Among D.C. Parents, Anxiety Over School Closings
Sunday, March 19, 2006
As D.C. School Superintendent Clifford B. Janey moves swiftly toward recommending the closure or consolidation of an estimated 30 schools, many parents across the city are worried that he will heavily target buildings with the smallest enrollment.
The school board, faced with a decrease of 10,000 students over the past five years, decided last month to eliminate 3 million square feet of space -- the equivalent of about 30 schools -- by August 2008.
Last week, the board accelerated the pace of the downsizing, voting to shed the first million square feet of space by Aug. 28 of this year. Board members said that by leasing the space, they hoped to generate money quickly for the many schools that are threatening to cut staff and programs to cover projected shortfalls in their fiscal 2007 budget.
Janey plans to announce next month which schools he wants to close or consolidate this year, and announce in May the schools he would close by 2008. School officials said he will provide the board this week with his criteria for selecting the schools.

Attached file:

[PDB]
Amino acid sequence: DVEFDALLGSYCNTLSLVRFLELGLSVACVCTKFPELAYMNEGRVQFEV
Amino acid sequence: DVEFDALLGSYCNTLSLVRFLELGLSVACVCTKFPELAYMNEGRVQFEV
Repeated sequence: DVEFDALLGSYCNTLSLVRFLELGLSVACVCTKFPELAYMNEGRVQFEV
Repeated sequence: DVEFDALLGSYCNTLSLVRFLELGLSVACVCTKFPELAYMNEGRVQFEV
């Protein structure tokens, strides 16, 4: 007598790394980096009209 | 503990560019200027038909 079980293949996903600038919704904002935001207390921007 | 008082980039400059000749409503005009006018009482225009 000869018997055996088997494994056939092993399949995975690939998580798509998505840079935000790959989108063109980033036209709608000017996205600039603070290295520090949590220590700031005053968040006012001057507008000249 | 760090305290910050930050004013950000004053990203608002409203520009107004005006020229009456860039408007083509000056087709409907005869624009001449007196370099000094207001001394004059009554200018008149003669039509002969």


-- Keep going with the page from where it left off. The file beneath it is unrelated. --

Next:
The guideline he has emphasized -- in a "master education plan" he issued last month and in subsequent comments -- is enrollment. His master plan specified the minimum enrollment a school must have to be considered educationally viable: 320 students for an elementary school, 360 for a middle school and 600 for a high school.
About 70 schools, nearly half the system's inventory of 147 buildings, fall below that standard, according to the 21st Century School Fund, an organization that studies school facility issues.
Parents at schools with enrollments far below the minimums said it would be unfair to target them for that reason alone.
Ross Elementary School in Northwest, for example, enrolls about 140 students. But with a capacity of 175, it is better utilized than some other schools with low enrollment, school experts say. It is also a high-performing school with a strong support system of active community groups and parents.
"It's self-defeating for the school system not to look at [keeping] public school models that are working -- regardless of size," said Maureen Diner, a parent who chairs the Ross school restructuring team.
Diner said the prospect that Ross could make Janey's list of proposed closings has prompted some parents to explore the possibility of turning it into a charter school. "Will the specter of closure spur the charter school application? Definitely," she said.
The last large wave of D.C. school closings, which occurred in 1997 when the system was run by a federally appointed financial control board, prompted charges of favoritism.
School activist Emily Washington, who was a member of the school board then, urged last week that Janey spread the closings throughout the city and not confine them to poor neighborhoods in Wards 7 and 8.